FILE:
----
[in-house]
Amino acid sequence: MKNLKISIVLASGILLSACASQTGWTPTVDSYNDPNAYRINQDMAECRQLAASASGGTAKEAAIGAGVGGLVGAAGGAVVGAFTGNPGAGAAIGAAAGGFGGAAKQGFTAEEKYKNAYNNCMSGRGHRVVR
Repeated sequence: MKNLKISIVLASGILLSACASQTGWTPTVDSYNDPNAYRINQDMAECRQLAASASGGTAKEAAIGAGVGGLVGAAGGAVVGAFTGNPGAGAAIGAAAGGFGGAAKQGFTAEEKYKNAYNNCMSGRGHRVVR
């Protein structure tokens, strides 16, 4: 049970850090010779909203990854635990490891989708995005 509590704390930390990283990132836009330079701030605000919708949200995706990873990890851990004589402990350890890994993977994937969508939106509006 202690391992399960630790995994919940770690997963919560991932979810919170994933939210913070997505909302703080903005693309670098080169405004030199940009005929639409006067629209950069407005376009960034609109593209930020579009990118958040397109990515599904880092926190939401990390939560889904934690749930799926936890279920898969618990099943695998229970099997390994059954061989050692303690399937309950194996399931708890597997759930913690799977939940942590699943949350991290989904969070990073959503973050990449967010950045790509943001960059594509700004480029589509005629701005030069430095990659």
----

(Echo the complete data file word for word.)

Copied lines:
[in-house]
Amino acid sequence: MKNLKISIVLASGILLSACASQTGWTPTVDSYNDPNAYRINQDMAECRQLAASASGGTAKEAAIGAGVGGLVGAAGGAVVGAFTGNPGAGAAIGAAAGGFGGAAKQGFTAEEKYKNAYNNCMSGRGHRVVR
Repeated sequence: MKNLKISIVLASGILLSACASQTGWTPTVDSYNDPNAYRINQDMAECRQLAASASGGTAKEAAIGAGVGGLVGAAGGAVVGAFTGNPGAGAAIGAAAGGFGGAAKQGFTAEEKYKNAYNNCMSGRGHRVVR
């Protein structure tokens, strides 16, 4: 049970850090010779909203990854635990490891989708995005 509590704390930390990283990132836009330079701030605000919708949200995706990873990890851990004589402990350890890994993977994937969508939106509006 202690391992399960630790995994919940770690997963919560991932979810919170994933939210913070997505909302703080903005693309670098080169405004030199940009005929639409006067629209950069407005376009960034609109593209930020579009990118958040397109990515599904880092926190939401990390939560889904934690749930799926936890279920898969618990099943695998229970099997390994059954061989050692303690399937309950194996399931708890597997759930913690799977939940942590699943949350991290989904969070990073959503973050990449967010950045790509943001960059594509700004480029589509005629701005030069430095990659």